Another popular caricature figure in LA’s Armenian comedy world is Sossi Hayrabedian, the foul-mouthed hairdresser from Pasadena. Developed by Lory Tatoulian, Sossi Hayrabedian appears on the comedian’s YouTube channel and in her live performances of The Big Bad Armo Show. Sossi Hayrabedian is often seen in ads in which she campaigns to become the mayor of Pasadena, arguing that Armenians have contributed greatly to the making of that city. In LA’s landscape, Pasadena has historically been home to Armenian immigrants from Middle Eastern countries like Lebanon and Syria, beginning in the 1970s. Appropriately, Sossi Hayrabedian speaks Western Armenian, but in its ghettoized form, which is the legacy of post-genocide refugee camps and neighborhoods in Beirut and Aleppo. Clad in her usual leopard-print dress and sporting her ’80s-style highlighted mullet and overly pronounced makeup, Sossi Hayrabedian appears in more recent videos with upgraded dreams; she wants to run for president of the United States. In a recent video published on February 6th, she waves a cigarette around in one hand and, in a mix of colloquial Western Armenian, Turkish, and Arabic, comments on the theatricality of President Trump’s State of the Union Address. “Beyns nedets” [I threw my top] and “ghafa artougets” [an expression hinting at being bored by speech], she says about the duration of the speech. “Yeresnen kak ge taper gor” [shit was oozing from their faces], she claims, commenting on the anger of the congresswomen in white. “Ahlen wu sahlen” [Welcome] she exclaims, referring to Mexican immigrants.
Within the logic of her sketches, what makes the figure of Sossi Hayrabedian funny is the incongruity between her low linguistic register and her high aspirations, as well as her unapologetic refusal to assimilate culturally and her desire to infiltrate American political life. Furthermore, her linguistic performance, in its vulgarity, resembles the speech often attributed to a certain class of Middle Eastern Armenian men. The inversions she offers render her funny not only to those who speak Western Armenian, but also to those who do not. In LA’s Armenian community, non-Western Armenian speakers are familiar enough with the language to (at the very least) have stereotypical notions of it. Her comedy, therefore, appeals to a wide audience precisely by performing difference. (Sossi Hayrabedian videos usually receive 6,000-8,000 views on YouTube.)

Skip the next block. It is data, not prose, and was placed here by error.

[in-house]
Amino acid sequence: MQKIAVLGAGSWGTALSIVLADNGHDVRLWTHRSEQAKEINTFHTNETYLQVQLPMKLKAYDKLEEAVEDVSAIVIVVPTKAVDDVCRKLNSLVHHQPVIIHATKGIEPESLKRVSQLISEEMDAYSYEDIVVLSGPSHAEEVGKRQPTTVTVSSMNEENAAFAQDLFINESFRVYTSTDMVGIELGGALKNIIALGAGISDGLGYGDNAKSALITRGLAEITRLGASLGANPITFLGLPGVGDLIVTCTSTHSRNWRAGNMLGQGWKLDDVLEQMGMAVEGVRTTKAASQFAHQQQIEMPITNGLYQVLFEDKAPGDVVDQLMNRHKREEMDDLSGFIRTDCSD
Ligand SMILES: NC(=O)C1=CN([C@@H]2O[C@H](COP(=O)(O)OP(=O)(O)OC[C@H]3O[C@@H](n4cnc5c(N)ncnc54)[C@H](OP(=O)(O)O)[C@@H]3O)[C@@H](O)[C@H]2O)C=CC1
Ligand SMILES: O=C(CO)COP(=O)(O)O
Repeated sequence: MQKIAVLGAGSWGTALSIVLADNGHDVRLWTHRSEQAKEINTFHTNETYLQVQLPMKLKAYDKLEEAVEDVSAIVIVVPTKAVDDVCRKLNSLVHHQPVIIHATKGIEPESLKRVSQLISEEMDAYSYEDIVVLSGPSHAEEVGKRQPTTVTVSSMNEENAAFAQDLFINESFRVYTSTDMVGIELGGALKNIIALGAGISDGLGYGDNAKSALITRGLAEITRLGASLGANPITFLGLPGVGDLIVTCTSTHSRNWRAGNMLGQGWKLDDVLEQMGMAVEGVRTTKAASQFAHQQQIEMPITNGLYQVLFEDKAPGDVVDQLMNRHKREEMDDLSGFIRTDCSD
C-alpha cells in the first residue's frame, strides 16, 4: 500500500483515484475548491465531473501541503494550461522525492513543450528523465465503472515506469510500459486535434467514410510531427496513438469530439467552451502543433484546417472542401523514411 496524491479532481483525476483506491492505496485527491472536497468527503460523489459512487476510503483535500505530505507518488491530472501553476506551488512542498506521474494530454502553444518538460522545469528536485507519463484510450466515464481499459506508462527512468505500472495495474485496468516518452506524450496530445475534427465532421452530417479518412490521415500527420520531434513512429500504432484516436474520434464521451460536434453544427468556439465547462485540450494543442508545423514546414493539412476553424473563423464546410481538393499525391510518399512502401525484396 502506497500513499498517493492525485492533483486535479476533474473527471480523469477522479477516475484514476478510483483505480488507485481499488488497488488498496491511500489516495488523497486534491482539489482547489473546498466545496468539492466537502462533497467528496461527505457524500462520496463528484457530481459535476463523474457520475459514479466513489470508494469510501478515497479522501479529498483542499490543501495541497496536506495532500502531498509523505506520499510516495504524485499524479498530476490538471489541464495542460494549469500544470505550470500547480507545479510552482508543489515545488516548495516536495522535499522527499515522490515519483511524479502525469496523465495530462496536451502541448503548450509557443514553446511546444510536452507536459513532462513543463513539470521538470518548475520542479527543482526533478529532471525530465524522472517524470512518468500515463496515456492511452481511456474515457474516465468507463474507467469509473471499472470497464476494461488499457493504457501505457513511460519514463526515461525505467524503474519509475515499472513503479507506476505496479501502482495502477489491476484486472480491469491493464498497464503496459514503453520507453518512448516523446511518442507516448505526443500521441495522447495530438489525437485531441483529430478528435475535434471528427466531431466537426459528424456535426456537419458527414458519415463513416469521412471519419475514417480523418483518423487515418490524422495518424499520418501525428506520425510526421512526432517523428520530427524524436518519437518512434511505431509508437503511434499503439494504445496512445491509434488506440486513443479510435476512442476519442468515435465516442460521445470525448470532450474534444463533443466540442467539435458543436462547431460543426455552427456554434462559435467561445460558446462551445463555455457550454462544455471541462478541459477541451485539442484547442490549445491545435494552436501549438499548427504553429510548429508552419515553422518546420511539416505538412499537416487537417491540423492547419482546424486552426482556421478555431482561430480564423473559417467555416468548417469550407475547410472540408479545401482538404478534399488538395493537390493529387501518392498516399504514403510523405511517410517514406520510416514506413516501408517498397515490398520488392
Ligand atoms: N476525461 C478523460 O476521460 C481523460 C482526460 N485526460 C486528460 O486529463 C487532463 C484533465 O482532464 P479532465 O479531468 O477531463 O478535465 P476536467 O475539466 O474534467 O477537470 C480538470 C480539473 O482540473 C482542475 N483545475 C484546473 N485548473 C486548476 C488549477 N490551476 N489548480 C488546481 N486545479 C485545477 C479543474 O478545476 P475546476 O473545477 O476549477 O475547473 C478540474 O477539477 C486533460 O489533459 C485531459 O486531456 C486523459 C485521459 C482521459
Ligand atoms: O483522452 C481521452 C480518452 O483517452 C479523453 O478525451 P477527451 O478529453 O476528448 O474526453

Arman Margarian, who often performs live shows either solo or with a comedy collective called Demq, does not have a recurring character online. While we sometimes find him in drag, performing roles like “Armenian moms” or Tamar the Lebanese-Armenian fitness instructor, the majority of his Instagram sketches consist of observational comedy performed through the figure of “any Armenian guy.” Facilitated by his versatility in both Western and Eastern Armenian, his sketches often play on his diverse Armenian audience’s perceptions of other Armenians.
In a video post from last year that received nearly 60,000 views, Margarian plays an Iranian-Armenian mother calling out to her son (also played by Margarian), who is playing basketball in the back yard. The mother walks out in her robe, inquiring whether he has completed his homework assignments. To poke fun at the colloquialisms of Iranian-Armenians, who speak a dialectical variant of Eastern Armenian, Margarian has the mother communicate with her son in English letters only. Ignored by the headphone-wearing teenager, she walks out to the backyard with a laptop in hand. With it, she projects her questions in large English letters, displayed one by one. “R B I R B S P T R V R L S R B R EEEE.” Addressing her son Arbi, a name commonly used by Iranian-Armenians, the mother says, “Arbi, ay Arbi, esi piti arvi. Arel es? Arbi, aree!” [Arbi, oh Arbi, this has to be done. Have you done it? Arbi, come here!] The collapsing of Armenian words into English letters hints at the incongruous intersection of languages and phonetics, thus producing humor. Furthermore, because it is also an exaggerated simplification, the collapse ridicules Iranian-Armenian colloquial speech by activating its stereotypical perception.
All three comedians use stereotypes of segments of the Armenian community to produce humor. Their skits suggest that within the space of the Los Angeles community, stereotypical perceptions signal a recognition of shared space rather than offense. In other words, the performance of inter-cultural difference, often expressed through language, simultaneously provokes recognition and a sense of incongruity in the diverse audience, which is well-versed in the stereotypes on display. This performance places the comedians in the position of laughing with diverse Armenians rather than laughing at them. The fluidity of the linguistic identity evident in this new wave of comedy reminds its audience that culture is constructed through social practices. In this way, the new comedy serves as a unifying force in the diasporic space of LA’s Armenian community.
Talar Chahinian holds a Ph.D. in Comparative Literature from UCLA and lectures in the Program for Armenian Studies at UC Irvine, where she is also a Research Associate in the Department of Comparative Literature. She is the co-editor of “Diaspora: A Journal of Transnational Studies.” Critics’ Forum is a circle of academics, reviewers, and artists who discuss issues relating to Armenian arts and culture in the Diaspora.